An Overview of Capacitive Discharge Spot Welder

Posted on Jan 21, 2021

Capacitive discharge welding relies on the mechanism of metal sensitivity to heat and fuse metals. A strong current is initially passed through the workpiece, and the energy is dissipated due to the metal resistance in heat form which heats up and fuses weld materials.

What Is a Capacitive Discharge Spot Welder?

A capacitive discharge spot welder also called the capacitive resistance of capacitor discharge spot welder, is a resistance welding solution that has many advantages. It performs a resistance/projection welding technique commonly known as capacitor discharge resistance welding in which the welding energy is provided by releasing the energy stored in a large capacitor bank.

This type of resistance welding is particularly ideal for repeatable mass production of parts in the automotive, appliance, electrical industries, and more. It is also ideal for projection, press-fit, and annular ring projections up to a diameter of 4.5 inches. Capacitive discharge spot welding is often preferred because low marking weld can be obtained due to the small HAZ and dissimilar metals that are otherwise difficult to weld successfully using conventional resistance welding.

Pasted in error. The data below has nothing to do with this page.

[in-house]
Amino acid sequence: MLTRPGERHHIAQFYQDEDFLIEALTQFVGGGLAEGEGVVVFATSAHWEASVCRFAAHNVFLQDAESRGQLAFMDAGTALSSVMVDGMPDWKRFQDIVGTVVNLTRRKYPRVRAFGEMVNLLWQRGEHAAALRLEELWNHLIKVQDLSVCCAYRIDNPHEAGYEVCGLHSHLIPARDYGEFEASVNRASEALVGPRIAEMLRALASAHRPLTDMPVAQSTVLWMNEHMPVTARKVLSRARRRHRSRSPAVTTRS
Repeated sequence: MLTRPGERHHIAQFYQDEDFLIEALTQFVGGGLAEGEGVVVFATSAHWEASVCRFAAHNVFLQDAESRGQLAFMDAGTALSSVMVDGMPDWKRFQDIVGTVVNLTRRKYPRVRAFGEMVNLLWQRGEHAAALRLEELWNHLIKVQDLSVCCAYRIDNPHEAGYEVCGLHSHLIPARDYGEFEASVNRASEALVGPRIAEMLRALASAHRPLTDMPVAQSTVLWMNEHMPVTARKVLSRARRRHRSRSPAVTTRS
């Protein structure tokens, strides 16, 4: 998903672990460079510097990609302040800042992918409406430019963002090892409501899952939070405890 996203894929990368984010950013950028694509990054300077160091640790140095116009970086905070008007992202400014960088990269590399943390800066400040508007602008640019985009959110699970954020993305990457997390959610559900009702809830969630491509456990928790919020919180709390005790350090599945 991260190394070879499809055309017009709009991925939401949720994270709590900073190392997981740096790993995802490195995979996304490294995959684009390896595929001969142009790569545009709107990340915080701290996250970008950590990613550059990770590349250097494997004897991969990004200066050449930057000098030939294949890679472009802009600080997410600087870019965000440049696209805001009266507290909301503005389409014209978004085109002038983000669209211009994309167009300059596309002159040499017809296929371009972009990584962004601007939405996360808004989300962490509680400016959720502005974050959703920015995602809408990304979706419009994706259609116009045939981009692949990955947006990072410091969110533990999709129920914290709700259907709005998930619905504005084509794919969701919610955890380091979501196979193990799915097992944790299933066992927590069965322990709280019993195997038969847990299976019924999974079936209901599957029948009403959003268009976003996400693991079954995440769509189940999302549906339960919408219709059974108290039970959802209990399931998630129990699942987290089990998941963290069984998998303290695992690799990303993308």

Capacitor-Discharge Spot Welding Explained

Capacitive discharge welding relies on the mechanism of metal sensitivity to heat and fuse metals. A strong current is initially passed through the workpiece, and the energy is dissipated due to the metal resistance in heat form which heats up and fuses weld materials. 

Unlike conventional spot welding which consists of three stages, capacitive discharge welding is made up of two phases. The welder first must withstand the material contact and bulk resistance of the material. On a micro-scale surface profile, material surfaces can only contact in a limited number of locations. Within the first few milliseconds of weld formation, this high resistance, the microscopic metal bridge allows other bridges to come into contact, heat up, and fuse. When all of the bridges have been fused, the contact resistance is equal to 0. The final stage of weld formation then revolves around the bulk resistance of the metal.